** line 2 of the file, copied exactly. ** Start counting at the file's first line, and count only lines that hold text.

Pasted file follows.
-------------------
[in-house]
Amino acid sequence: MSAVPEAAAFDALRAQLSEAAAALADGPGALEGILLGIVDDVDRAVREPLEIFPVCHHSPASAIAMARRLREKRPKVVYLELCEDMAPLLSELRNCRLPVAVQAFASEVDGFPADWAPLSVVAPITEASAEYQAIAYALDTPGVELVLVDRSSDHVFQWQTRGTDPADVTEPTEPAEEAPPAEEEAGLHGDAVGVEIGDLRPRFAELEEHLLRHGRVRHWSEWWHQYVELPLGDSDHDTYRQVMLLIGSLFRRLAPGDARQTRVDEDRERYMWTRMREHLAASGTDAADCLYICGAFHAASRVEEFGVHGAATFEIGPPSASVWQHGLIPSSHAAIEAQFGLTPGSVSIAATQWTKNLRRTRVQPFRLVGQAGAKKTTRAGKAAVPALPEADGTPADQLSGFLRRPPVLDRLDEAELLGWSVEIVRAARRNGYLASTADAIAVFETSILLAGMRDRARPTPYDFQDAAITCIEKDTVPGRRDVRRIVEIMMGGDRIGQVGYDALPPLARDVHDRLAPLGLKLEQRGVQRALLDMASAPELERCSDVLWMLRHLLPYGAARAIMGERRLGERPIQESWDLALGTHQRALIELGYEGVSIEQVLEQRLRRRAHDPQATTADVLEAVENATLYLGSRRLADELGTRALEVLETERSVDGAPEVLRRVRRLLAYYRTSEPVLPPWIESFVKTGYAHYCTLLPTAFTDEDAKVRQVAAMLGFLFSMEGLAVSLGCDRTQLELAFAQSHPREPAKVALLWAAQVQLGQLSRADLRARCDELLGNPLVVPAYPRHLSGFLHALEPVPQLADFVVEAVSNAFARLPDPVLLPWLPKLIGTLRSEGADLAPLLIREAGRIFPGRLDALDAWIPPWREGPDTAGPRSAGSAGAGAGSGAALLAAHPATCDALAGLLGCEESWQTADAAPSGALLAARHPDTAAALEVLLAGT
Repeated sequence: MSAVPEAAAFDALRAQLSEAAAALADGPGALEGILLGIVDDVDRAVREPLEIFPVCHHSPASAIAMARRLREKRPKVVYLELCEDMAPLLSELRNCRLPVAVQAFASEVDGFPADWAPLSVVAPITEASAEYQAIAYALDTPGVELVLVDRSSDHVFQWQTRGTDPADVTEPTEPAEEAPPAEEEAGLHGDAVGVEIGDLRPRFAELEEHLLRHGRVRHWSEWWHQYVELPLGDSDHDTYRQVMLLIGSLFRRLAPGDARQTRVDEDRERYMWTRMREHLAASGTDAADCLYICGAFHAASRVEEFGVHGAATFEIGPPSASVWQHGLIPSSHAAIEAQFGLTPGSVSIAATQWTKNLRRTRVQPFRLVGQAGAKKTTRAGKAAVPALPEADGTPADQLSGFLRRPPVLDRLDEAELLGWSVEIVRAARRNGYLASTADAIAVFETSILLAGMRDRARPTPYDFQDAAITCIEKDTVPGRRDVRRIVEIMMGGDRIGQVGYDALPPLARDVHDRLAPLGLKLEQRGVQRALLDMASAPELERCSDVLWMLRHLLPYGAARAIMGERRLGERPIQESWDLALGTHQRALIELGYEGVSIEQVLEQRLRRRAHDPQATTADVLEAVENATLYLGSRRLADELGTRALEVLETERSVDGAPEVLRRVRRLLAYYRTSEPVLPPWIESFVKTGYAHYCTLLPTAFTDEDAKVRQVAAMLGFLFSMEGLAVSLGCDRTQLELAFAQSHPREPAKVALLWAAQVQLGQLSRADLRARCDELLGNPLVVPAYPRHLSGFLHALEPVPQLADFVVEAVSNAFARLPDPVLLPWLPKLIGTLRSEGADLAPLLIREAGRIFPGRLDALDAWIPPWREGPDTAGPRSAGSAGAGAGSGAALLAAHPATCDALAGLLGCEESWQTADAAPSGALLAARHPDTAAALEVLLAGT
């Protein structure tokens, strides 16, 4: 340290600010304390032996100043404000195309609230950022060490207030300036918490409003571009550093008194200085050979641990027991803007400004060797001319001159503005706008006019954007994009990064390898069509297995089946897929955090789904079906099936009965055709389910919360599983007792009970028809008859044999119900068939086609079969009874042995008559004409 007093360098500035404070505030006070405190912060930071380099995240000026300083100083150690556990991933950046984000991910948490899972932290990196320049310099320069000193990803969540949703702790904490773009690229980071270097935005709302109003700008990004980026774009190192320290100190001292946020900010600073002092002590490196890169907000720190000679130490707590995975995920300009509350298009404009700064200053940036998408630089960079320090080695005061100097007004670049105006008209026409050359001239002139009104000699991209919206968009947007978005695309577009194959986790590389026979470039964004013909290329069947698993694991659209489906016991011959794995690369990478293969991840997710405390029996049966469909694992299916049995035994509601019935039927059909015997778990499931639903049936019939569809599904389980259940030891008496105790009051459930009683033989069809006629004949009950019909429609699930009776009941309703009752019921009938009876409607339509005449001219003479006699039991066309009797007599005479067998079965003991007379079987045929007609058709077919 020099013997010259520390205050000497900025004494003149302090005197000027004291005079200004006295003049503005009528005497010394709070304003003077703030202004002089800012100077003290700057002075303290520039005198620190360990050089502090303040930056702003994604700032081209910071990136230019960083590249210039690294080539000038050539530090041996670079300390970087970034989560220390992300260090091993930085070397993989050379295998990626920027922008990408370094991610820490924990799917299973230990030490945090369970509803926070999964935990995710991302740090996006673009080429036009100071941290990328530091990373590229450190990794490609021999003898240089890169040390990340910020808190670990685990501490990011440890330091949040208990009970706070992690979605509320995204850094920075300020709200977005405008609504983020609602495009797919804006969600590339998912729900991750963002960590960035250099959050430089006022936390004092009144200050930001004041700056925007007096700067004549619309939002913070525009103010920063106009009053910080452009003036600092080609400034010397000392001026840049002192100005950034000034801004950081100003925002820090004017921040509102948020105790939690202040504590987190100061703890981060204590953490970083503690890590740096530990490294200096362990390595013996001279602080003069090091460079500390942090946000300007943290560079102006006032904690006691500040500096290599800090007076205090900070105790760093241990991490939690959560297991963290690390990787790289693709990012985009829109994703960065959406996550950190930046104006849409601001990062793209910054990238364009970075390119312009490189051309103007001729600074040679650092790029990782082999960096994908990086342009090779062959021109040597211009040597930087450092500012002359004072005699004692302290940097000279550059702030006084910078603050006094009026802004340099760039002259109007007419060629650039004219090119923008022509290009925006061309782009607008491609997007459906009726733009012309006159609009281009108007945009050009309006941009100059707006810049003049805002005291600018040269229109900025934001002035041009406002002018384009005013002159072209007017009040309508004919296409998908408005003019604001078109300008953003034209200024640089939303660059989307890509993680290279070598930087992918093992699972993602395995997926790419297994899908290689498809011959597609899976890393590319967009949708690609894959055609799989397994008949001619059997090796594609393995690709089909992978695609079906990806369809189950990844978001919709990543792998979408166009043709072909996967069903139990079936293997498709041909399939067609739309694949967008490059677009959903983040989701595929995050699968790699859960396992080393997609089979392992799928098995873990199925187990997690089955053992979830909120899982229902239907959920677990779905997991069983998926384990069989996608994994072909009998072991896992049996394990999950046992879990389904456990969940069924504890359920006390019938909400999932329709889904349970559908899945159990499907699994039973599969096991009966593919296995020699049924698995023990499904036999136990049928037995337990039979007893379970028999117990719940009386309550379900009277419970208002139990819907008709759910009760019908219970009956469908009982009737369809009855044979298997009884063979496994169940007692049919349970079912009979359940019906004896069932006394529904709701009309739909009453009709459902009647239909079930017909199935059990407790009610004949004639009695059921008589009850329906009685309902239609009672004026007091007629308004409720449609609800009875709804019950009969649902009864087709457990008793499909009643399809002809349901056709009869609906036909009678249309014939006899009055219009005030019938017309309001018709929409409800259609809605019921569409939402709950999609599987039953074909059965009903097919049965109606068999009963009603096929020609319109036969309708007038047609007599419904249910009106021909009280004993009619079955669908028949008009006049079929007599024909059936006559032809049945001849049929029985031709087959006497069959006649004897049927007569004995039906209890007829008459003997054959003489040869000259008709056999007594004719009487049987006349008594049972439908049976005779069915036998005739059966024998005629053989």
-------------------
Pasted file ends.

Amino acid sequence: MSAVPEAAAFDALRAQLSEAAAALADGPGALEGILLGIVDDVDRAVREPLEIFPVCHHSPASAIAMARRLREKRPKVVYLELCEDMAPLLSELRNCRLPVAVQAFASEVDGFPADWAPLSVVAPITEASAEYQAIAYALDTPGVELVLVDRSSDHVFQWQTRGTDPADVTEPTEPAEEAPPAEEEAGLHGDAVGVEIGDLRPRFAELEEHLLRHGRVRHWSEWWHQYVELPLGDSDHDTYRQVMLLIGSLFRRLAPGDARQTRVDEDRERYMWTRMREHLAASGTDAADCLYICGAFHAASRVEEFGVHGAATFEIGPPSASVWQHGLIPSSHAAIEAQFGLTPGSVSIAATQWTKNLRRTRVQPFRLVGQAGAKKTTRAGKAAVPALPEADGTPADQLSGFLRRPPVLDRLDEAELLGWSVEIVRAARRNGYLASTADAIAVFETSILLAGMRDRARPTPYDFQDAAITCIEKDTVPGRRDVRRIVEIMMGGDRIGQVGYDALPPLARDVHDRLAPLGLKLEQRGVQRALLDMASAPELERCSDVLWMLRHLLPYGAARAIMGERRLGERPIQESWDLALGTHQRALIELGYEGVSIEQVLEQRLRRRAHDPQATTADVLEAVENATLYLGSRRLADELGTRALEVLETERSVDGAPEVLRRVRRLLAYYRTSEPVLPPWIESFVKTGYAHYCTLLPTAFTDEDAKVRQVAAMLGFLFSMEGLAVSLGCDRTQLELAFAQSHPREPAKVALLWAAQVQLGQLSRADLRARCDELLGNPLVVPAYPRHLSGFLHALEPVPQLADFVVEAVSNAFARLPDPVLLPWLPKLIGTLRSEGADLAPLLIREAGRIFPGRLDALDAWIPPWREGPDTAGPRSAGSAGAGAGSGAALLAAHPATCDALAGLLGCEESWQTADAAPSGALLAARHPDTAAALEVLLAGT